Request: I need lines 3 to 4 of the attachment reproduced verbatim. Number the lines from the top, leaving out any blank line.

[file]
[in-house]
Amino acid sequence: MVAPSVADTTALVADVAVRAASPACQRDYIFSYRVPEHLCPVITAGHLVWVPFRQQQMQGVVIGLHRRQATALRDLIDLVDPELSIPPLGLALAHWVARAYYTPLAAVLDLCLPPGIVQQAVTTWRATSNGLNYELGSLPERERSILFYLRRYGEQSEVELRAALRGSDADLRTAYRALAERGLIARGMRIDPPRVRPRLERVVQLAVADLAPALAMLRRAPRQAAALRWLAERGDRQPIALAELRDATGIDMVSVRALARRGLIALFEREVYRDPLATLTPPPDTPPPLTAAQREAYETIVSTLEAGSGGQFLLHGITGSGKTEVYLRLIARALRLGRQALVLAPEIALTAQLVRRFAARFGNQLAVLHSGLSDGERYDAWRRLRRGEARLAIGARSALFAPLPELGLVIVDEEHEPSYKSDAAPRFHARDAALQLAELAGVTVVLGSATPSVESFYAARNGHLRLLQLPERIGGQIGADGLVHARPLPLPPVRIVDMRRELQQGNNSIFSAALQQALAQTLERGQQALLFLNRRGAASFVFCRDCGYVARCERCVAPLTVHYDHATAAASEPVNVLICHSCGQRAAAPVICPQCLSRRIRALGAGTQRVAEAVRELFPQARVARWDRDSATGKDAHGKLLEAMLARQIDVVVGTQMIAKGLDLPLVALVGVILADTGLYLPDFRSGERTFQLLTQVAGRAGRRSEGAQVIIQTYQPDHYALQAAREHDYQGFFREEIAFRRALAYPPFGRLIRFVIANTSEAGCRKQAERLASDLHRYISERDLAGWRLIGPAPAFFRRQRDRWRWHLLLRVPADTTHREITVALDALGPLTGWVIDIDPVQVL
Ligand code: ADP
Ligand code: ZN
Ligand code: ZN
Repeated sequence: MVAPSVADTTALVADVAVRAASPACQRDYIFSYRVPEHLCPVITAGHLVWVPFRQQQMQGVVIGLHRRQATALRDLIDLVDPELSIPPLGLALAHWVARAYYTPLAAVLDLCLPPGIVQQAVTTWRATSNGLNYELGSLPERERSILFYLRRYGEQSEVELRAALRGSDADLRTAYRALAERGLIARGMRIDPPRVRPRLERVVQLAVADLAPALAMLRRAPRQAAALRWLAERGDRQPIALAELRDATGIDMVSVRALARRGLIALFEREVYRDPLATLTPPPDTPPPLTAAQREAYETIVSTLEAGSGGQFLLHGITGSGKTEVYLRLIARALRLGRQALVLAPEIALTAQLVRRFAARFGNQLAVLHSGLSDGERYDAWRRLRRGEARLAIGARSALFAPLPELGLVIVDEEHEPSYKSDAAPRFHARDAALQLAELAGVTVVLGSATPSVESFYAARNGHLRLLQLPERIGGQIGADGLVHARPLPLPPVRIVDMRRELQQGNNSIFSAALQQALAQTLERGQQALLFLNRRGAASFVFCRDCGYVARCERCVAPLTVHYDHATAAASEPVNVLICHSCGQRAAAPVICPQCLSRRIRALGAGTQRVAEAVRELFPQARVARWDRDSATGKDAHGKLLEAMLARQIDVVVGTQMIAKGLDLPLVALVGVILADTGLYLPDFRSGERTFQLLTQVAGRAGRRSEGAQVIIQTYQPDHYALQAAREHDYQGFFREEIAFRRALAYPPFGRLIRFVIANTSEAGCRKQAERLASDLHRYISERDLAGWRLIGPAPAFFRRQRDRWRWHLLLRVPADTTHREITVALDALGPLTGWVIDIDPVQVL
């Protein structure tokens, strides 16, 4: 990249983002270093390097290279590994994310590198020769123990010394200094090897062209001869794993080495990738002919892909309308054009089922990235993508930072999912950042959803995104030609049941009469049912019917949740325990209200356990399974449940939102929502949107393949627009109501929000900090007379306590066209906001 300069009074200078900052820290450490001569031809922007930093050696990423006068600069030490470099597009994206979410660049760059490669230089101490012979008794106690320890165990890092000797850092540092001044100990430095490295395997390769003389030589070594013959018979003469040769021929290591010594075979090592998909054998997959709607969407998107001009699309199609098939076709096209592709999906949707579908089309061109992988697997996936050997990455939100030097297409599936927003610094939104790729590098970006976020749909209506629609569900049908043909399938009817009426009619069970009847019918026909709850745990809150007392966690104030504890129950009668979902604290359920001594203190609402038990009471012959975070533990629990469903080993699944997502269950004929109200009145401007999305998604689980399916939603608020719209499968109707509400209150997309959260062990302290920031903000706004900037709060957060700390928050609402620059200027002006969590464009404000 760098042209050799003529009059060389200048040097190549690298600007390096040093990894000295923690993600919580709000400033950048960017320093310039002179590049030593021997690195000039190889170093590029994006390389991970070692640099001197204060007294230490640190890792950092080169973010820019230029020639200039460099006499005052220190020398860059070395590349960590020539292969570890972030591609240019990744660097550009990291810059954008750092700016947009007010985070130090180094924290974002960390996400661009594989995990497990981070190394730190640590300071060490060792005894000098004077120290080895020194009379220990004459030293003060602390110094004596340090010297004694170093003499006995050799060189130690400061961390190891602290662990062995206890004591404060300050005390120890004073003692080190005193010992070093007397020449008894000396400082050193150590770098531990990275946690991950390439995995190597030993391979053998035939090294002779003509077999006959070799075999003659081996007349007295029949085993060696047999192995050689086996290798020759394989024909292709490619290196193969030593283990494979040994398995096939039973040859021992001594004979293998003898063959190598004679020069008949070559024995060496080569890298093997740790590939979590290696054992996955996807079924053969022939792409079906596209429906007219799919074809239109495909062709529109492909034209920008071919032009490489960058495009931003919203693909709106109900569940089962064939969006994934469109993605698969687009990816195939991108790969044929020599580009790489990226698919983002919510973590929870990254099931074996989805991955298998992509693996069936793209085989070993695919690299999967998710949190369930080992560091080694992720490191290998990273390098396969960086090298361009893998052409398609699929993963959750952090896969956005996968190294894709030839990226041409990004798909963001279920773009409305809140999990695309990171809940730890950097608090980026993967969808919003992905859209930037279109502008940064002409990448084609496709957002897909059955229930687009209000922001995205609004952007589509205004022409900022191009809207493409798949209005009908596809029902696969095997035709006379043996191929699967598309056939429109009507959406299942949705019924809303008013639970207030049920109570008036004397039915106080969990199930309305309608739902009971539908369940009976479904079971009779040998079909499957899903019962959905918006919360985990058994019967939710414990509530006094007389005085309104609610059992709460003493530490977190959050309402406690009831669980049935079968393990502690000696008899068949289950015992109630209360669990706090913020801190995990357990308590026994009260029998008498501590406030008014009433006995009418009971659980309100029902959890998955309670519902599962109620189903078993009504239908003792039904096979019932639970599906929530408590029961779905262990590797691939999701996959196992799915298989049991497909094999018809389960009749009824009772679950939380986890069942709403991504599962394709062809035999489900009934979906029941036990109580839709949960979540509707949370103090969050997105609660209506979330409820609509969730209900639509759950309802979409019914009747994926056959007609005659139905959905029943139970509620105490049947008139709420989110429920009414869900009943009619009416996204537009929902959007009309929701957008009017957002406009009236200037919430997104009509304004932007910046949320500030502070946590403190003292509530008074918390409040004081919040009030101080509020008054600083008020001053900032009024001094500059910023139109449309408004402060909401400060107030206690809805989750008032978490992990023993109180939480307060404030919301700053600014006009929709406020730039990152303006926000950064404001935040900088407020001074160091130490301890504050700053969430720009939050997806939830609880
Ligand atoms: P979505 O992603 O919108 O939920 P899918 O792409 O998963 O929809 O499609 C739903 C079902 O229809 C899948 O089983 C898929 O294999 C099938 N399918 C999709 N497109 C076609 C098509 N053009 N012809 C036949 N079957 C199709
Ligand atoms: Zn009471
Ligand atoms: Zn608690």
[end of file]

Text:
Ligand code: ADP
Ligand code: ZN